The state-of-the-art F-35 fighter jet is not living up to its backers’ high expectations, falling short of key readiness milestones that have bedeviled the $428 billion program, Pentagon officials acknowledged Wednesday.
The admission came on the same day the Government Accountability Office released a new report that concluded the Pentagon “faces challenges keeping the growing fleet ready to perform its mission, largely due to insufficient planning.”
Those challenges include shortages of spare parts and poor performance of the information technology system used to sustain the aircraft, which GAO said is plagued by data inaccuracies.
The Defense Department’s head of operational testing Robert Behler told a House hearing Wednesday that the “operational suitability of the F-35 fleet remains at a level below service expectations.”
The highly touted fighter jet, he said was “breaking down more often than planned and taking longer to fix.”
House Armed Services Committee Chairman Adam Smith, Washington state Democrat, said the program’s shortfalls highlighted “unacceptably high operating and support costs,” which led to about half of the fleet being inoperable throughout 2017 and 2018.
The House panel has been looking into the program’s status after years of missed budgets and production delays.
Ellen Lord, the Pentagon’s undersecretary of acquisition and sustainment, acknowledged the issues with the Pentagon’s costliest weapon, but expressed confidence that the issues with the program will be solved.
“The department is actively transforming the F-35 program to deliver the efficiencies, agilities and readiness outcomes we need in a time during strategic competition,” she told lawmakers.
The hearing came just hours before President Trump hosted Turkish President Recep Tayyip Erdogan for highly anticipated discussions that were expected to include the clash over Turkey recent acquisition of the Russian-made S-400 missile defense system.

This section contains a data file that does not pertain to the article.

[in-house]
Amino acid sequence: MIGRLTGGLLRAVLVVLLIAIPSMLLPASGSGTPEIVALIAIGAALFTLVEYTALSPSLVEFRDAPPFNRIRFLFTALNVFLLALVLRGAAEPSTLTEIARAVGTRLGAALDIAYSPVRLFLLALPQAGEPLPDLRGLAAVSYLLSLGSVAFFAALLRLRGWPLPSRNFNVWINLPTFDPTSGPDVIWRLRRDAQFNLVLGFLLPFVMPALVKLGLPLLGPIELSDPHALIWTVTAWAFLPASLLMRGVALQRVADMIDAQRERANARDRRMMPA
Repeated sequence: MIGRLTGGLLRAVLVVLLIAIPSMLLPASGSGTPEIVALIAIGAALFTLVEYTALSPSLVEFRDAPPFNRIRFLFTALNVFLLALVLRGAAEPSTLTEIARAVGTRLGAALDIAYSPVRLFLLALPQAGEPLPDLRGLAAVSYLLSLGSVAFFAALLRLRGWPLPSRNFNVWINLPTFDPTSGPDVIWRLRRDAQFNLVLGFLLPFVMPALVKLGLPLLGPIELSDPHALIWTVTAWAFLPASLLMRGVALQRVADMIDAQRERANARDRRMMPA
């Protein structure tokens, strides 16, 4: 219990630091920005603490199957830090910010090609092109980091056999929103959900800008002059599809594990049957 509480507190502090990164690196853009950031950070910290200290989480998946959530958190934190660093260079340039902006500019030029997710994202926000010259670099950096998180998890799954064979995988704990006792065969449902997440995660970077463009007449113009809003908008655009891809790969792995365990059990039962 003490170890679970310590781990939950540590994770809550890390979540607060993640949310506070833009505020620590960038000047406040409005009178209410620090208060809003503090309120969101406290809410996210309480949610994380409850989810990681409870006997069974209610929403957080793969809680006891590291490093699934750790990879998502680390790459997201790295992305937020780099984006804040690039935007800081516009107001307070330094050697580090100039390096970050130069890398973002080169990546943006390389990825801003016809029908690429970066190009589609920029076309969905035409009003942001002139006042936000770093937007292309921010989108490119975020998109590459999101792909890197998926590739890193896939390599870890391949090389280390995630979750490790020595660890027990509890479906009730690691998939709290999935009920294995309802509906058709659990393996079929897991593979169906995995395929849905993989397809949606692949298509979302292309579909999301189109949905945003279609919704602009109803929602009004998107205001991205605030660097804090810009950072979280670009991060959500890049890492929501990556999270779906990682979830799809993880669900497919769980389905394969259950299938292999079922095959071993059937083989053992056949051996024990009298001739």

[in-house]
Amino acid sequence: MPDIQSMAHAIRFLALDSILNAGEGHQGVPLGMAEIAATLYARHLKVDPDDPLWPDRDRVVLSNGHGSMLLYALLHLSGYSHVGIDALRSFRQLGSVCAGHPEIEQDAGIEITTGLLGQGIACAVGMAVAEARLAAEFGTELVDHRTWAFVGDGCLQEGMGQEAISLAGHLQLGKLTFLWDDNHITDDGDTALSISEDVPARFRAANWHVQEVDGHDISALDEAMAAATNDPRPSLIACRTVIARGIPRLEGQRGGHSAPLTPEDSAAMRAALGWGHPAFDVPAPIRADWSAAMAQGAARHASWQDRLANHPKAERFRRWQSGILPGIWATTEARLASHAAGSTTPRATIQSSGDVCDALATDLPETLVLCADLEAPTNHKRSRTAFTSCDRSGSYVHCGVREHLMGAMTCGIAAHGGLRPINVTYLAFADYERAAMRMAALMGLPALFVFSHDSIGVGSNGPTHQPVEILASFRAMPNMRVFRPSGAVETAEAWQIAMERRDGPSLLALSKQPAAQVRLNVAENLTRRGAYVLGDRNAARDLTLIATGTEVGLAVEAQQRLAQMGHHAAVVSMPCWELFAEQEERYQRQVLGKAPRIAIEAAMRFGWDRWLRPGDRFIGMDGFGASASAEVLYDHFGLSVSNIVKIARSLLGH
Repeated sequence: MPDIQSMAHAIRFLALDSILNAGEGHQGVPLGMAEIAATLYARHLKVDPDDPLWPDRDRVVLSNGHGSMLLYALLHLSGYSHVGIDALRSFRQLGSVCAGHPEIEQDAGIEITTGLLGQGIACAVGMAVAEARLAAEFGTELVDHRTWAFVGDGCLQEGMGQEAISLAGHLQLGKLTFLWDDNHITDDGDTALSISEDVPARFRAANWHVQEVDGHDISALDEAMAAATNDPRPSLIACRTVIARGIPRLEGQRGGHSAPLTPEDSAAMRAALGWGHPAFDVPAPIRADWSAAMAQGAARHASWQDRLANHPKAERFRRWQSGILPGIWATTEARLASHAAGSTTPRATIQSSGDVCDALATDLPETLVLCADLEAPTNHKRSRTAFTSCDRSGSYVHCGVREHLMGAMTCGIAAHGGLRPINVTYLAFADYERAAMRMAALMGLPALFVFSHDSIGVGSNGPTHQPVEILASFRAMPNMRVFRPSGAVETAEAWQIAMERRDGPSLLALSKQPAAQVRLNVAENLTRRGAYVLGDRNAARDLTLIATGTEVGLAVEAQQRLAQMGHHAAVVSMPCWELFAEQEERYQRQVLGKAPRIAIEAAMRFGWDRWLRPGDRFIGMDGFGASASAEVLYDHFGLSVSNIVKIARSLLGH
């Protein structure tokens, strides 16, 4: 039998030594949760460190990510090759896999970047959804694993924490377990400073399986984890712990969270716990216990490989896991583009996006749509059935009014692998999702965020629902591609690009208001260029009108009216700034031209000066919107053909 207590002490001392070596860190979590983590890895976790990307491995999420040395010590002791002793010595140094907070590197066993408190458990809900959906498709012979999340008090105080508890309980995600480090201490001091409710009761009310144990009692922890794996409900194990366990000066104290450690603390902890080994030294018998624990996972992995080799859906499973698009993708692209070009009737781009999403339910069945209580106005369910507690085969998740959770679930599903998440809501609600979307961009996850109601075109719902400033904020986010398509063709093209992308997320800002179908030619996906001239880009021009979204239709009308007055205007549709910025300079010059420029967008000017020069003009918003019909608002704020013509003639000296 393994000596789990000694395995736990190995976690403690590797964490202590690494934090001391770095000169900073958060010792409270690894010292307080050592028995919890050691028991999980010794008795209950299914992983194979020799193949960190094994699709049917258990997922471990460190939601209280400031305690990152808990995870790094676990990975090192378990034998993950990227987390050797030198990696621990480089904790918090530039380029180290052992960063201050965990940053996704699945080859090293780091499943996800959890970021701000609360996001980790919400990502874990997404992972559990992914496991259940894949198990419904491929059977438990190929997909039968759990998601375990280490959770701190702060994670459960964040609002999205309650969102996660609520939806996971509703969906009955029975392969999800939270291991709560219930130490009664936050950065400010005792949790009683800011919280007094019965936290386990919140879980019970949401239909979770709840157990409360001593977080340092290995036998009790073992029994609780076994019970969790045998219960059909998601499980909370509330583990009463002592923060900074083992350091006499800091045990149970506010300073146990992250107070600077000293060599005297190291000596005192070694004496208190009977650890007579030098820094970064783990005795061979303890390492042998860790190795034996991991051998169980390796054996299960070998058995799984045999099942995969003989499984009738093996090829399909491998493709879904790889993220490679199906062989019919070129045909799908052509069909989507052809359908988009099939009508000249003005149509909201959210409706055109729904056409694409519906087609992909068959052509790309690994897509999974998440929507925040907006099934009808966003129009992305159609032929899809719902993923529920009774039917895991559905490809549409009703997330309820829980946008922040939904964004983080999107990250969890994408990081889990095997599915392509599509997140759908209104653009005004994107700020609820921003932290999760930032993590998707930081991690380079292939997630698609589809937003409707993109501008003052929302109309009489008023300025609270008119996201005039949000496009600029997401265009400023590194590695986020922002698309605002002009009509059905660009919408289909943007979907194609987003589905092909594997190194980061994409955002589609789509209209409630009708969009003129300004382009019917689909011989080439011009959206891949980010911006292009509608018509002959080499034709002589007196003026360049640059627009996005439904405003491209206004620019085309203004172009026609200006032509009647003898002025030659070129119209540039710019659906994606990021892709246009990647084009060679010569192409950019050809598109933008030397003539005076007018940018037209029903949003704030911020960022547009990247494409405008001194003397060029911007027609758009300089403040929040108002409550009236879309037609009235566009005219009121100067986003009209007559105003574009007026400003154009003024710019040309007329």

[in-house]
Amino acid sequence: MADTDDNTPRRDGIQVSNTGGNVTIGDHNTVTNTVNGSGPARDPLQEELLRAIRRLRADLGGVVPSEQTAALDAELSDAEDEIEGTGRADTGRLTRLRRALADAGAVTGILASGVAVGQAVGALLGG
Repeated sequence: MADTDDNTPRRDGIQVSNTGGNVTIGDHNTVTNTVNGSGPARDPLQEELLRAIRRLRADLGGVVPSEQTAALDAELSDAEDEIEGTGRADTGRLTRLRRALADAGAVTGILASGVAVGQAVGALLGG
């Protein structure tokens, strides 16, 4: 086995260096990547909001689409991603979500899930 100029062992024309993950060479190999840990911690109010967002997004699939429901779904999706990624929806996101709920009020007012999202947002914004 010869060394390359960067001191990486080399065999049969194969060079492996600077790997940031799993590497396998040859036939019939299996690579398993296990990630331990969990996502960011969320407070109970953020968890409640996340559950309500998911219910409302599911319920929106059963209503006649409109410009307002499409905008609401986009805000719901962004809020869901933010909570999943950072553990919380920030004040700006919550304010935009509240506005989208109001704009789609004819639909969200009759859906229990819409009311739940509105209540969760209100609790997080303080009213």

Turkey’s purchase of the Russian system sent shock waves through the NATO alliance, of which the U.S. and Turkey are both members, as Washington and NATO officials fear Turkey’s use of the S-400 could compromise the effectiveness of the F-35 and give Russia insights into the new plane’s capabilities and systems.
In the wake of Ankara’s purchase of the Russian system, the U.S. announced it is revoking Turkey’s access to the international program to build components of the F-35. According to Pentagon officials, Turkish companies make nearly 1,000 parts for the F-35.
The F-35 controversy did not come up at a joint press conference by Mr. Trump and Mr. Erdogan on Wednesday, although Mr. Trump said earlier in the day the issue was on the agenda for the two leaders’ private talks.
Speaking to reporters after the hearing, Mr. Smith said “it would be better for Turkey to be back in the F-35 program. They cannot be back in the program if they have the S-400.”
“I do think it’s unfortunate that [Mr. Trump] hasn’t put more pressure on Turkey and that Turkey has felt like they could do things that are problematic to that alliance, like invade Syria and purchase the S-400,” Mr. Smith continued.
Mr. Trump has at times expressed sympathy for Turkey’s decision to obtain the Russian system, and over the summer said he doesn’t “blame” Ankara for their purchase.
Mr. Smith suggested Washington should pressure Turkey to cancel the purchase and stop the integration of the S-400 into Turkey’s arsenal — a move that could threaten the military capabilities of the NATO alliance.
“The world is a better place if Turkey is a strong ally of the U.S. and a strong member of NATO,” Mr. Smith said. “We would be in a better place if we were able to get along with Turkey.”
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